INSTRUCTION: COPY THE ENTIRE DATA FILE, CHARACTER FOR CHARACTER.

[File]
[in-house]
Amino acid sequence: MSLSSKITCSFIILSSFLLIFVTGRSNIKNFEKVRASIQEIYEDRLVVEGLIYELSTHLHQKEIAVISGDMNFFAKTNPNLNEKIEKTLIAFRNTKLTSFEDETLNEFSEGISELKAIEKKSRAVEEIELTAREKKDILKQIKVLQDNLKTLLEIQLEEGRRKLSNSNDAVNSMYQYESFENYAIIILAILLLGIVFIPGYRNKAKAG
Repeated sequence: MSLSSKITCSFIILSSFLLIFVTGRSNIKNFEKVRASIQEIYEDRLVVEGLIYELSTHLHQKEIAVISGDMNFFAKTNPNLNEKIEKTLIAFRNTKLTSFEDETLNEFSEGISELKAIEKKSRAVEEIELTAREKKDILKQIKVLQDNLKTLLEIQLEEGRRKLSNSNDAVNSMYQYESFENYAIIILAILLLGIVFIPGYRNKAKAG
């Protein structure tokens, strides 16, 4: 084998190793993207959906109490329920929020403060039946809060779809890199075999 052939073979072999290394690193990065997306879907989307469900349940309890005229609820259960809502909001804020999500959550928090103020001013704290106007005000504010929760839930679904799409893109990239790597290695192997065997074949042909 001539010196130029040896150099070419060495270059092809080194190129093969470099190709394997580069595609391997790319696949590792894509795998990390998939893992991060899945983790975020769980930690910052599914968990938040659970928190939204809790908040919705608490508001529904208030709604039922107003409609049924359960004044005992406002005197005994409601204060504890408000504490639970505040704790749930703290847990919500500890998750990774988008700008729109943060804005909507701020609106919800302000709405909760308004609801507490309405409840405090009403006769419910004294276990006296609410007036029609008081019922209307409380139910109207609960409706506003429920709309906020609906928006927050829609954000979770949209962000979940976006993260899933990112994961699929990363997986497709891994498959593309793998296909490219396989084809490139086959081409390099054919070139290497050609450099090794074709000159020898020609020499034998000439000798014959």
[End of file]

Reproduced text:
[in-house]
Amino acid sequence: MSLSSKITCSFIILSSFLLIFVTGRSNIKNFEKVRASIQEIYEDRLVVEGLIYELSTHLHQKEIAVISGDMNFFAKTNPNLNEKIEKTLIAFRNTKLTSFEDETLNEFSEGISELKAIEKKSRAVEEIELTAREKKDILKQIKVLQDNLKTLLEIQLEEGRRKLSNSNDAVNSMYQYESFENYAIIILAILLLGIVFIPGYRNKAKAG
Repeated sequence: MSLSSKITCSFIILSSFLLIFVTGRSNIKNFEKVRASIQEIYEDRLVVEGLIYELSTHLHQKEIAVISGDMNFFAKTNPNLNEKIEKTLIAFRNTKLTSFEDETLNEFSEGISELKAIEKKSRAVEEIELTAREKKDILKQIKVLQDNLKTLLEIQLEEGRRKLSNSNDAVNSMYQYESFENYAIIILAILLLGIVFIPGYRNKAKAG
């Protein structure tokens, strides 16, 4: 084998190793993207959906109490329920929020403060039946809060779809890199075999 052939073979072999290394690193990065997306879907989307469900349940309890005229609820259960809502909001804020999500959550928090103020001013704290106007005000504010929760839930679904799409893109990239790597290695192997065997074949042909 001539010196130029040896150099070419060495270059092809080194190129093969470099190709394997580069595609391997790319696949590792894509795998990390998939893992991060899945983790975020769980930690910052599914968990938040659970928190939204809790908040919705608490508001529904208030709604039922107003409609049924359960004044005992406002005197005994409601204060504890408000504490639970505040704790749930703290847990919500500890998750990774988008700008729109943060804005909507701020609106919800302000709405909760308004609801507490309405409840405090009403006769419910004294276990006296609410007036029609008081019922209307409380139910109207609960409706506003429920709309906020609906928006927050829609954000979770949209962000979940976006993260899933990112994961699929990363997986497709891994498959593309793998296909490219396989084809490139086959081409390099054919070139290497050609450099090794074709000159020898020609020499034998000439000798014959």